September 12, 2009

French Mysteries: The Sacré-Coeur de Montmarte

After the big climb, we cooled our aching feet in the fountain at the base of La Basilique de Sacré Coeur, located in the charming Montmartre. Having visited numerous times previously and now again with my parents, I have taken it upon myself to find out a little more about the area, and specifically the so-called Alabaster Wedding Cake that sits on top of it all.

The name Montmartre means “mount of martys”, as traditionally it is the place of the martydom of Saint Denis, the first bishop of Paris (late 3rd century) and his companions. It is popular with artists, both actual and those C-grade portrait sketchers. The small convenience stores in the area will happily sell you a bottle of wine and even open it for you, to consume on the steps while buskers belt out cover songs.

A big Benedictine abbey occupied the whole hill until the French Revolution at which time the nuns were guillotined and the Abbey destroyed. Other places of worship have occupied the hill, but perhaps the most interesting is the current Sacré-Coeur de Montmarte. At the time, the building of a Basilica dedicated to the Heart of Christ was unusual, but Jesus was quite the flavor of the month: one of the largest mosaics in the world, the Majesty of Christ, takes pride of place above the High Altar.

If you can't afford the flight to Paris, you can stand in the High Alter, virtually, and check out the pretty impressive installation.

Just like Dan Brown stirred up some conspiracy theory with The Da Vinci Code, my curiosity was aroused when a number of odd characters were pointed out to me. Most significant was the so-called Chicken of God. Why, we pondered, was a rooster placed at the right hand of Christ? I did attend a Catholic school, but I did not recall the Last Supper being ordered through a KFC drive-through window. Was it a joke? The mosaic artist had a sense of humor perhaps?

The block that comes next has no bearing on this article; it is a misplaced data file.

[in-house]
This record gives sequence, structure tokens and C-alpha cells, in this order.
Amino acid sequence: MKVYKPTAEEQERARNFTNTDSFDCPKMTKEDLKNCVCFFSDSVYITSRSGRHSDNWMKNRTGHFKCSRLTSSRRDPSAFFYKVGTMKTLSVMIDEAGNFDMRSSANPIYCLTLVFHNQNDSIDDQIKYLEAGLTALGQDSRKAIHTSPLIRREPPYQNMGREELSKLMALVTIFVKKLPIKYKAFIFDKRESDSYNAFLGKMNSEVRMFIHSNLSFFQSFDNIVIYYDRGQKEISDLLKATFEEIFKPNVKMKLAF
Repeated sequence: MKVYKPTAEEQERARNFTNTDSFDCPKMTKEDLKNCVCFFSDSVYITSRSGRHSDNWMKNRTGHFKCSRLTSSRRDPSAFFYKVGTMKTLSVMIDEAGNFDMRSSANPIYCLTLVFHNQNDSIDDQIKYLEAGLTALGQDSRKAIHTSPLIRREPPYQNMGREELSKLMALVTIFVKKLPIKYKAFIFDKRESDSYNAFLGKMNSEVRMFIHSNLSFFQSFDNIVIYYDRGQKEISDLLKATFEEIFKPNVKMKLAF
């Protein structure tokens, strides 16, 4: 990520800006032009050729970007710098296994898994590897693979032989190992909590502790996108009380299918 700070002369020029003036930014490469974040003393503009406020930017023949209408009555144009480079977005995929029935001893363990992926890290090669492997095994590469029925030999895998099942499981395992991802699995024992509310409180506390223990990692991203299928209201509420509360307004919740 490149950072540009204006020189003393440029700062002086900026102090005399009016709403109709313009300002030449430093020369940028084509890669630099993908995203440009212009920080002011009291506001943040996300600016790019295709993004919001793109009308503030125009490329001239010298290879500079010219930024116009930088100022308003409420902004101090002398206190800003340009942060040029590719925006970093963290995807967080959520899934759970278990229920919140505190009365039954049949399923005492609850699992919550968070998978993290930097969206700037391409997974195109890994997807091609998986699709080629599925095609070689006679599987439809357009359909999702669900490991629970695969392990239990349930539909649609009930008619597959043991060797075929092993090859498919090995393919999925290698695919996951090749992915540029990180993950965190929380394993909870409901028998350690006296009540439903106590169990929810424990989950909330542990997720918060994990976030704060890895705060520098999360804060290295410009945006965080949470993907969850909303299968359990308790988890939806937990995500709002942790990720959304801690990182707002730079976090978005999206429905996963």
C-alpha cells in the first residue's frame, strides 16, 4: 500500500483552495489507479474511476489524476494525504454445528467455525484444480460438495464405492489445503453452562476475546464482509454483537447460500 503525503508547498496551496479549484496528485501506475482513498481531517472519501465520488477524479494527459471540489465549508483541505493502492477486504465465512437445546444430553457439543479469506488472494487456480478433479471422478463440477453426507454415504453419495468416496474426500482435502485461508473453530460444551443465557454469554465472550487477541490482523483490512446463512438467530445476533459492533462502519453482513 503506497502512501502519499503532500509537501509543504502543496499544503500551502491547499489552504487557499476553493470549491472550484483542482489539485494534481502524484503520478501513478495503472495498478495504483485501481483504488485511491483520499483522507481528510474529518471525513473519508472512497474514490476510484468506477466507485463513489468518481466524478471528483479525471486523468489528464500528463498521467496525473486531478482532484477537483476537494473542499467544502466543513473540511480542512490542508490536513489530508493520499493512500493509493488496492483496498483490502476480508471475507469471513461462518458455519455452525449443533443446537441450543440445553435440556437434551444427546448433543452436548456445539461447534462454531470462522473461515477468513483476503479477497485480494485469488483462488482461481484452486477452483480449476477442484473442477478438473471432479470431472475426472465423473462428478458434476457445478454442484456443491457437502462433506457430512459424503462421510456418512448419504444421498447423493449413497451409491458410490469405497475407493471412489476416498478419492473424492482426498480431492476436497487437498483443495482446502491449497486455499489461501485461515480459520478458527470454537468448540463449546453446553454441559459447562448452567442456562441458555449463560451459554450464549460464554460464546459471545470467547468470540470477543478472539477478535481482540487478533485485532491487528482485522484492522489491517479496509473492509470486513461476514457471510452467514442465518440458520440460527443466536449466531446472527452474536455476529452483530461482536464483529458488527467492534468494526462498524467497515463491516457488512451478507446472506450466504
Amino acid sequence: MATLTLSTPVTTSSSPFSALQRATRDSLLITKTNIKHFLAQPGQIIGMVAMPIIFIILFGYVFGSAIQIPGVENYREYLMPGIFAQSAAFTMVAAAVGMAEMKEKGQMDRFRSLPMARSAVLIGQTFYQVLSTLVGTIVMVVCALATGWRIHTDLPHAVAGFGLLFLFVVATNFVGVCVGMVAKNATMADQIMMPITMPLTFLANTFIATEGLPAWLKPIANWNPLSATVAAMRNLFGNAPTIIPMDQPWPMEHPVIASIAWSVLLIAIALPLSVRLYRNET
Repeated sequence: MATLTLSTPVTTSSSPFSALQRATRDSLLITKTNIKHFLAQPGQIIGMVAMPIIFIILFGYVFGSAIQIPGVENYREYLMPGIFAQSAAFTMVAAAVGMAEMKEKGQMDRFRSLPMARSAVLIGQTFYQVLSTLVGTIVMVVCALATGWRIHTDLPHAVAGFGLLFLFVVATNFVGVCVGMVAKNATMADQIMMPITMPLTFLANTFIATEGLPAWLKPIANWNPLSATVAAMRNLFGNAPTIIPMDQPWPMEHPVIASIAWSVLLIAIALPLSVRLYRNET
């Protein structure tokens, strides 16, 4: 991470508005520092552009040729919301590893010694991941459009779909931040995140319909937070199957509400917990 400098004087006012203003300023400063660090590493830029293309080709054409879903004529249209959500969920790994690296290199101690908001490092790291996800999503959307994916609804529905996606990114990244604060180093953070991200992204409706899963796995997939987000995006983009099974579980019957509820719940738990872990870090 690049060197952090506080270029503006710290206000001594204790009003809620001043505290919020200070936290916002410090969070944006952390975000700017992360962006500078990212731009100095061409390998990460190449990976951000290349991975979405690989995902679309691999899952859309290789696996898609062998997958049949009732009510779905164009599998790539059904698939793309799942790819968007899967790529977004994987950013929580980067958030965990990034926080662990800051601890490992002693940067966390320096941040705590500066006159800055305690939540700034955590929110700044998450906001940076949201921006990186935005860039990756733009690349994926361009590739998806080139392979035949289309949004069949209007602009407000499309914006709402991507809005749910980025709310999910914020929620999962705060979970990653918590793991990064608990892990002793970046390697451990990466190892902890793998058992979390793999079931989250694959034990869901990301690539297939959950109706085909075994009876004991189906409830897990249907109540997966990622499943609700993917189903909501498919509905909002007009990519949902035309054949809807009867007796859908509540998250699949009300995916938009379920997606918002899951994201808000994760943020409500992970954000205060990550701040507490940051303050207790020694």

Well, like all the good mysteries of life (Easter Bunny, the Tooth Fairy), there was a simple explanation, one that any good Bible Study group could explain straight away. Standing behind the rooster is Saint Peter. After the Last Supper, Christ warned that before a rooster crowed at dawn, his disciple Peter would deny knowing him three times. The rooster stands with Peter as a symbol, useful in identifying the Saint, actually quite a common practise.

Along with the rooster, there is an eagle, a lion and a lamb. At Jesus' left hand, there is a nasty-looking dragon, a man with his head in his hands, and a Labrador. Thanks to them, we can identify John the Evangelist, St Agnes, St George, St Denis and others.

So, mystery over. No great conspiracy, no inside jokes. Sometimes researching these things just ruins it. There are other quirky appearances - American Indians, Japanese geishas, hooded executioners, world explorers, all bowing down to Jesus. No doubt reflective of the many French missionaries, spreading the Good Word around the world, but I'll leave that question unanswered.

I should have learnt my lesson with Santa Claus...

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